LoadCore: LoadCore is a scalable, cloud-native 5G testing solution designed to simulate realistic network conditions and subscriber behavior. It enables network equipment manufacturers (NEMs), mobile operators, and chipset vendors to test and validate their 5G infrastructure, devices, and applications under diverse scenarios.

  • Load emulation: LoadCore can emulate a large number of mobile subscribers, each with unique traffic profiles, mobility patterns, and quality of service (QoS) requirements. This allows users to assess how their 5G networks perform under various load conditions, helping to identify potential bottlenecks and optimize resource allocation.

  • Traffic modeling: LoadCore supports the modeling of different types of traffic, including voice, video, data, and IoT (Internet of Things) applications. Users can configure traffic parameters such as packet size, inter-arrival time, and protocol characteristics to accurately represent real-world usage scenarios.

  • Mobility simulation: LoadCore can simulate mobility patterns for mobile subscribers moving within the network. This includes handovers between base stations (handover testing), cell reselection procedures, and mobility management signaling, all of which are essential for evaluating the seamless connectivity and mobility management capabilities of 5G networks.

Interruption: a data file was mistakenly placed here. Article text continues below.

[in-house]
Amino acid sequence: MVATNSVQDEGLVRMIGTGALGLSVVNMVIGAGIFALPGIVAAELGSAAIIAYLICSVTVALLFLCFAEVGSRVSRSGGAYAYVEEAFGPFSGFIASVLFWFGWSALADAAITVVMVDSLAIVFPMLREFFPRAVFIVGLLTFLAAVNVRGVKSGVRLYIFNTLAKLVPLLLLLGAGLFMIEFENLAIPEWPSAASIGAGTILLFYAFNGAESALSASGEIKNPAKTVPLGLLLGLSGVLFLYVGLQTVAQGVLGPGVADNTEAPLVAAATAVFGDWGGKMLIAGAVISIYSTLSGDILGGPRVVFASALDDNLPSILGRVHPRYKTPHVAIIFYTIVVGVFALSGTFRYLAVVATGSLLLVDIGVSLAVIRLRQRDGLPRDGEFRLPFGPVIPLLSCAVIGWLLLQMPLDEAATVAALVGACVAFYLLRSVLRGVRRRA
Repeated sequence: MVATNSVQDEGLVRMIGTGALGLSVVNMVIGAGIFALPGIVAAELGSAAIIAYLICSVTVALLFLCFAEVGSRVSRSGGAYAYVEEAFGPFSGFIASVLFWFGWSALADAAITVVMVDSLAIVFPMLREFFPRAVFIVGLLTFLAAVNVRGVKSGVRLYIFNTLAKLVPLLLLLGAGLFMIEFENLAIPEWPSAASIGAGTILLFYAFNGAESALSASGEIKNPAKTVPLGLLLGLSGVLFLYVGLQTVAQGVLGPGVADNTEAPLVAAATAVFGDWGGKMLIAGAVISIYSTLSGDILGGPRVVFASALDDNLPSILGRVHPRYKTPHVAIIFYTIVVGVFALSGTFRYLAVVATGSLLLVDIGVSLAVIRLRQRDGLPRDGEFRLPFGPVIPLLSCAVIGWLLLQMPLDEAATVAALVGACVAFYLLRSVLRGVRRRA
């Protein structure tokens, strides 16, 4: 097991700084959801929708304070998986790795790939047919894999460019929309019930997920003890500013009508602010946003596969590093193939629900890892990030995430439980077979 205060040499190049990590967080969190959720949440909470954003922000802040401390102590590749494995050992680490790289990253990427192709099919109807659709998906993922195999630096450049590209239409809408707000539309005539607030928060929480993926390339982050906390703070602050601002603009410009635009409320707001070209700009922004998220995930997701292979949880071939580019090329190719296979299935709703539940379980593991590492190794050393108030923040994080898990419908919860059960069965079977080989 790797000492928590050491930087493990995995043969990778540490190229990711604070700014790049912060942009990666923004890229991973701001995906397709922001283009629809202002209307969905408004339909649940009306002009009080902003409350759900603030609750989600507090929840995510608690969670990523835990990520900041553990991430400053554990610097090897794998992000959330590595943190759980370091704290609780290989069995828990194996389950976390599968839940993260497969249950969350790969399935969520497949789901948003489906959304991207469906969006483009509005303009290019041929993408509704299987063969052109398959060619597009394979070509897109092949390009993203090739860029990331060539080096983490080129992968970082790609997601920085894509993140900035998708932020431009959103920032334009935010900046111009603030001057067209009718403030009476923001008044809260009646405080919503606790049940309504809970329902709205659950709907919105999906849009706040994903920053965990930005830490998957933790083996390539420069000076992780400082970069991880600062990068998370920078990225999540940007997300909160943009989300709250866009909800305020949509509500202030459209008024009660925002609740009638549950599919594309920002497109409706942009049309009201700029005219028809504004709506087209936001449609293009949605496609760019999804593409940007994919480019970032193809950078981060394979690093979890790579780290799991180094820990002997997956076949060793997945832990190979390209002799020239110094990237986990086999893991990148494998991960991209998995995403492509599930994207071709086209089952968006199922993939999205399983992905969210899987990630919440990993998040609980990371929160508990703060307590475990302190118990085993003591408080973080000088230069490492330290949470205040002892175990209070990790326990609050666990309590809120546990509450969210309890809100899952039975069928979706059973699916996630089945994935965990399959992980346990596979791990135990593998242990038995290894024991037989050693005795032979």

RuSIM: RuSIM is a radio frequency (RF) channel emulator designed specifically for testing and validating the performance of 5G wireless devices and systems. It provides an accurate representation of the wireless propagation environment, allowing users to assess how different factors such as signal interference, multipath fading, and antenna configurations affect the performance of 5G devices.

  • Fading simulation: RuSIM can simulate various types of fading effects, including Rayleigh fading, Rician fading, and frequency-selective fading, to mimic the real-world propagation characteristics of 5G wireless channels. This enables users to evaluate the robustness of their 5G designs against fading-induced impairments such as intersymbol interference (ISI) and signal attenuation.

  • Interference emulation: RuSIM allows users to introduce interference signals into the test environment to assess the impact of co-channel interference, adjacent channel interference, and other forms of interference on the performance of 5G devices. This is particularly important for evaluating the coexistence of multiple wireless systems operating in the same frequency band.

  • MIMO testing: RuSIM supports multiple-input multiple-output (MIMO) testing, allowing users to evaluate the spatial diversity and multiplexing gain of 5G antenna systems. It can simulate realistic MIMO channel conditions, including channel correlation, spatial fading correlation, and antenna coupling effects, to assess the performance of MIMO beamforming and precoding techniques.